Last year a group of deep-pocket conservation interests spent well in excess of $100,000 on collecting signatures to put a measure on the ballot creating a state conservation board. Per that measure, the board would be funded by an uncapped percentage of state oil tax revenues and would be free to make grants to government entities and non-profits with no oversight from elected officials.
That measure was kept off the ballot after a group of NDSU football players hired to collect signatures forged tens of thousands of signatures, disqualifying it from consideration.
Now, in what some have told me is a bid to get out in front of another such measure being put on the next ballot in the state, the legislature is considering a slightly different version of the proposal (which Governor Dalrymple called for in both his executive budget address to the legislature and his State of the State address). That bill, HB1278, has some important changes which make it not quite as bad as what would have been on the ballot.
The bill would divert 4% of oil extraction revenues into a fund for the board, but would cap total funds at $15 million per year and $30 million per biennium. The conservation would also be prevented from allowing any of its funds to be used for purchasing or encumbering land for longer than 20 years, impeding oil/gas/coal operations, lobbying or litigation. While previous iterations of this proposal would have made the boards decisions subject to approval by the State Industrial Commission, this bill simply allows that board members serve at the pleasure of the governor.
Which means the governor can both appoint and remove them, providing a certain level of accountability to the board.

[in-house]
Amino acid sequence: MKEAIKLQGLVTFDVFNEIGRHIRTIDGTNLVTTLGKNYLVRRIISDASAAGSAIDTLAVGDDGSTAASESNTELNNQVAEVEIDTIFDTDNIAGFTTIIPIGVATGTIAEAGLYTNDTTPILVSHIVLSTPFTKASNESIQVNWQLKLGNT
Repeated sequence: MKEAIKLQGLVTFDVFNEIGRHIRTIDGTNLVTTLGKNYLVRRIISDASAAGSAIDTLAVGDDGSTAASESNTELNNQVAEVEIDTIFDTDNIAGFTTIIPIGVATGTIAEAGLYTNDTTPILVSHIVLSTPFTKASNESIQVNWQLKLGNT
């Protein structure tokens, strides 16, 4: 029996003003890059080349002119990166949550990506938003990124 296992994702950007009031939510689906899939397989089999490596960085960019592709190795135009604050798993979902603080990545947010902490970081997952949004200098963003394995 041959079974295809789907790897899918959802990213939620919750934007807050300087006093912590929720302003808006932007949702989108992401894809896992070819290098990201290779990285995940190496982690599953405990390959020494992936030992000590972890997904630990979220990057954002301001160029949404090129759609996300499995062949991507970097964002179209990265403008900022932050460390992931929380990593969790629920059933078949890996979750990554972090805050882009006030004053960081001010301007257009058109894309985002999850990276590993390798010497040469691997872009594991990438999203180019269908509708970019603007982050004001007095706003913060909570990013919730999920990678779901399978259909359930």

All this makes this board something less odious than what was proposed for the ballot, but I’m still not convinced this is something the legislature needs to pass.
First, while the use of the board’s funds for environmental activism would be limited, the board is still allowed to make grants to non-profit organizations many of which are quite political in nature. And there are lots of ways to skin a cat. Case in point, one of the most obnoxious groups in the state promoting environmentalism is the Dakota Resource Council, which is almost entirely funded grants from the federal government for “education” purposes.
That much of the group’s “education” has the stink of activism apparently doesn’t matter. I’m afraid this bill sets North Dakota up for the same sort of abuse.
Second, with the level of oil activity going on in the state now and for the foreseeable future, this board is going to hit its $15 million/$30 million caps quickly. That’s a lot of money to spend on conservation, and with it flowing into the board’s coffers, they’re going to feel an obligation to spend it on promoting conservation whether it’s needed or not.
That’s not how those funds should be governed.
It seems to me that if our elected leaders want to do conservation, legislators can propose bills to fund projects or priorities and have them voted on by our legislators. If those spending proposals can’t past muster before the legislature, than perhaps they ought not happen. I’m afraid that, by approving this board, the legislature would be delegating some of its decision-making authority in an irresponsible manner.
Again, I think the legislature is pushing this to get ahead of a proposal that might be a great deal worse on the next ballot, but a bad idea is a bad idea.